The tissue diagnostics of skin melanoma was achieved by multimodal imaging combined with an automatic image analysis. Normal epithelial, melanoma, and other skin tissues were successfully distinguished by a hierarchical classifier based on a first-order histogram and GLCM textural features calculated in a local model. Textural features based on a first-order histogram have meanwhile been proven superior to those based on GLCM according to the classification results.

By: Shuxia Guo // Susanne Pfeifenbring // Tobias Meyer // Jürgen Popp // Thomas Bocklitz  

Most diseases change tissue structures and functions; therefore, information on the biological alterations can be deduced from tissue measurements. This information can be utilized for tissue diagnostics and disease detections. The ‘gold standard’ diagnosis method for many diseases is still histopathological examination [1]. In this method, the tissue is removed, sectioned, stained, and imaged via microscopy. The microscopic images are inspected by a pathologist who conducts the diagnosis according to the visual characteristics of the tissue. The requirement of tissue biopsy and staining makes histopathological examination unsuitable for in vivo diagnosis and also leads to a long time delay between resection and diagnosis. More importantly, the diagnosis depends on the pathologist, and different pathologists may conduct controversial diagnostics for the same tissue section. These issues motivated us to apply multimodal imaging for tissue diagnosis, which refers to the combination of two-photon excited fluorescence (TPEF) and second harmonic generation (SHG). Multimodal imaging is label free, noninvasive, and provides a molecular contrast; hence the technique is ideally suited for in vivo diagnostics [2]. One illustrative example of our tissue-based studies is the diagnostics of skin melanoma, which is a common cancer in the western world and the annual occurrence has increased by 4.6% from 1975 to 1985 and 2.7% from 1986 to 2007 [3]. To achieve clinical application, however, it is required to translate the optical signals into high-level diagnostically relevant information.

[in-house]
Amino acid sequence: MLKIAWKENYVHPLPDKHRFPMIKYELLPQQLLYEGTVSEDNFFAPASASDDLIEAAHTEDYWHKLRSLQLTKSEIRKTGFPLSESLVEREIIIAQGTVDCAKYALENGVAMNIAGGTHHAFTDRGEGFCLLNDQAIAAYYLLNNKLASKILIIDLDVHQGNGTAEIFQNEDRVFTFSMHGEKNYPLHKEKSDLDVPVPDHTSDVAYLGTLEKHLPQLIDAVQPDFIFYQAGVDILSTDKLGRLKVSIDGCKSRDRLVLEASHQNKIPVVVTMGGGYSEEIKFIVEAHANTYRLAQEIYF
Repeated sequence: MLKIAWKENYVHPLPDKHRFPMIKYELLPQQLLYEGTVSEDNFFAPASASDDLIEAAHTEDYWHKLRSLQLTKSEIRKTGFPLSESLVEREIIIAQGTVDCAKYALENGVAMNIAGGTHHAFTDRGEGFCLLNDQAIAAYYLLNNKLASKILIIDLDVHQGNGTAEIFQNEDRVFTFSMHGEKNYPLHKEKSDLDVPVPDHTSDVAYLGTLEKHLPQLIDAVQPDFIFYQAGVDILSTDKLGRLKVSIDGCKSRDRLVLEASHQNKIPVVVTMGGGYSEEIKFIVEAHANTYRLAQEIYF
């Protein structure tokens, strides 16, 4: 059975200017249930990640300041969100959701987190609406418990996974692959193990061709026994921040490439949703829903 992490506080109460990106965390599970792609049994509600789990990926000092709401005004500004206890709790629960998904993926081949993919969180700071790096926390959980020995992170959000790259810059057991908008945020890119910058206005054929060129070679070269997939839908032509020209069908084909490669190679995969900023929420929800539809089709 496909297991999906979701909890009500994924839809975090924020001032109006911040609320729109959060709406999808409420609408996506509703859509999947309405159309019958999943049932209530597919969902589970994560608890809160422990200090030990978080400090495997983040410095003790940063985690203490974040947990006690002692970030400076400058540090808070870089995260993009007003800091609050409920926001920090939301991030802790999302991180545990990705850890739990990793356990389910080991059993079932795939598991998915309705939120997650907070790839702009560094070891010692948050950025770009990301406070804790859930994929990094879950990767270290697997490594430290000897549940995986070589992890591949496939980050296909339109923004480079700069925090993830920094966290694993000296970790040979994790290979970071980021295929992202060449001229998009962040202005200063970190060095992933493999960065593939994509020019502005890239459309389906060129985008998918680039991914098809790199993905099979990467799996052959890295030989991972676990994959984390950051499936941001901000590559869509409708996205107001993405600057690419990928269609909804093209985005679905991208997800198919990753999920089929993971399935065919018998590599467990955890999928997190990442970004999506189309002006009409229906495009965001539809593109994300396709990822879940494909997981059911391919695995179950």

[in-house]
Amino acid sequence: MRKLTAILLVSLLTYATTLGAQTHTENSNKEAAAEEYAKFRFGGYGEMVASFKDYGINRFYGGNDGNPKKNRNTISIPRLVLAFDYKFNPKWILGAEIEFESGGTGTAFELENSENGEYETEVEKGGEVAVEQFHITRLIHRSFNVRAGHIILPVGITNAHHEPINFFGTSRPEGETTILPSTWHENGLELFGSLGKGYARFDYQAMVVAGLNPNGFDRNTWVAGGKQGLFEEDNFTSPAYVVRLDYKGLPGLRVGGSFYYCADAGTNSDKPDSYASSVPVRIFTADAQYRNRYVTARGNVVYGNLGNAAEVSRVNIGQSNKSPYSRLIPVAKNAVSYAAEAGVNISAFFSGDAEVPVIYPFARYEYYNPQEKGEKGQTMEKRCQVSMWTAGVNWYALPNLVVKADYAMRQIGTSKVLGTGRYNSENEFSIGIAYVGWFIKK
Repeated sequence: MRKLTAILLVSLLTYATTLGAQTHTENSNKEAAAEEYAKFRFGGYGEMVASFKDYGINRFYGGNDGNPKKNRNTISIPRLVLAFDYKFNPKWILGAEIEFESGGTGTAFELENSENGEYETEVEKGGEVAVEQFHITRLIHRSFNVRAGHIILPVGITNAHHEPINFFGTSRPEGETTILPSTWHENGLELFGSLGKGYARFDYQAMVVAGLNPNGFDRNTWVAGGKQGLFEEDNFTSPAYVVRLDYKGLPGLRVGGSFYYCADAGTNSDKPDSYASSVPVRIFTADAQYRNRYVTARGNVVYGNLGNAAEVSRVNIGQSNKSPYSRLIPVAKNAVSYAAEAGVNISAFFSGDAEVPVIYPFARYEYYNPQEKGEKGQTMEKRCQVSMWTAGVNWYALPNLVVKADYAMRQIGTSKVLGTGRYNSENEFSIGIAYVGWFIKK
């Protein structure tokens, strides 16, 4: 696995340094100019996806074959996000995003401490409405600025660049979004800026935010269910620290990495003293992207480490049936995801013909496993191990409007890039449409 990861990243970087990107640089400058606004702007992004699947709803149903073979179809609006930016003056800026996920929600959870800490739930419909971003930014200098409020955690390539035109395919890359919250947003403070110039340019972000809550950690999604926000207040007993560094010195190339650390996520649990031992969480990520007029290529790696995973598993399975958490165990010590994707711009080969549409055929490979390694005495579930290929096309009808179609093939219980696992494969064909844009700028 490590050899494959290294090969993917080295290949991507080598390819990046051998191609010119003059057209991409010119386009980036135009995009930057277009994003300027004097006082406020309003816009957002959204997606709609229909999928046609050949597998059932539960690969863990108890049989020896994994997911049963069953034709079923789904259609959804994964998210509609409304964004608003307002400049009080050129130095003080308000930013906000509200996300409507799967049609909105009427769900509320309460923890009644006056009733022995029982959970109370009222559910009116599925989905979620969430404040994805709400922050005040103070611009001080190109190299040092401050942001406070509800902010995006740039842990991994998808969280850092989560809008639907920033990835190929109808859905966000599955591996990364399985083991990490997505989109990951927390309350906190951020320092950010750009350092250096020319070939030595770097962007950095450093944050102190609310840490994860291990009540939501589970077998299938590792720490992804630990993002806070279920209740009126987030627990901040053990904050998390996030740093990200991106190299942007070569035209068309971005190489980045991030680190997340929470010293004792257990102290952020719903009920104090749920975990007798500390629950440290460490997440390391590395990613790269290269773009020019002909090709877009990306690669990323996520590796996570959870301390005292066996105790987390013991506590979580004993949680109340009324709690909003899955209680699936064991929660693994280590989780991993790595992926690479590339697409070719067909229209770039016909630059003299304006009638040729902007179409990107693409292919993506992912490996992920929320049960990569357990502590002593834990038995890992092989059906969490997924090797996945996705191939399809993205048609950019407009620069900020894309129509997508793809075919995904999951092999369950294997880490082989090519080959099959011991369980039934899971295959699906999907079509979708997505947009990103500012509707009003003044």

Therefore, we established an image analysis pipeline and benchmarked its performance by multimodal images measured from thirteen human skin tissues with melanocytic lesions [4]. After multimodal imaging, these tissues were HE (hematoxylin and eosin) stained, imaged via a microscope, and inspected by an experienced pathologist to annotate the (normal) epithelial and tumor regions. The image analysis starts with the removal of uneven illumination artefacts through the combination of wavelet and Fourier transformation. Thereafter, the background estimation and intensity standardization follow. In the next step, textural features including first-order histogram features and the local gray-level co-occurrence matrix (GLCM) features were calculated using moving windows with different window sizes. On the basis of these textural features, a hierarchical statistical model, which is composed of Fisher’s discriminant ratio (FDR)-based feature selection and support vector machine (SVM), was developed to distinguish three tissue types (normal epithelial, melanoma, and other tissues). The model was constructed in local mode (i.e., pixel wise) using the pathologist’s annotation as the ground truth and verified by a leave-one-image-out cross validation. The three tissue types were differentiated with satisfactory accuracy, demonstrating the great potential of multimodal imaging combined with image analysis for tissue diagnostics. Results from one of the images are shown in Figure 1 as an example. In addition, we conducted global-mode (i.e., image-wise) classification to relate the whole image to the clinical diagnosis. The prediction from leave-one-image-out cross validation fairly agreed with the clinical diagnosis. Finally, we compared the performance of the first-order histogram and GLCM-based textural features according to the FDR, as well as the results of the classification. In summary, the first-order histogram features were superior to the GLCM-based textural features for the above-described diagnostic task.

Funded by: EU, BMBF, DFG, FCI, Carl-Zeiss Foundation, China Scholarship Council, Italian Ministry for Education, University and Research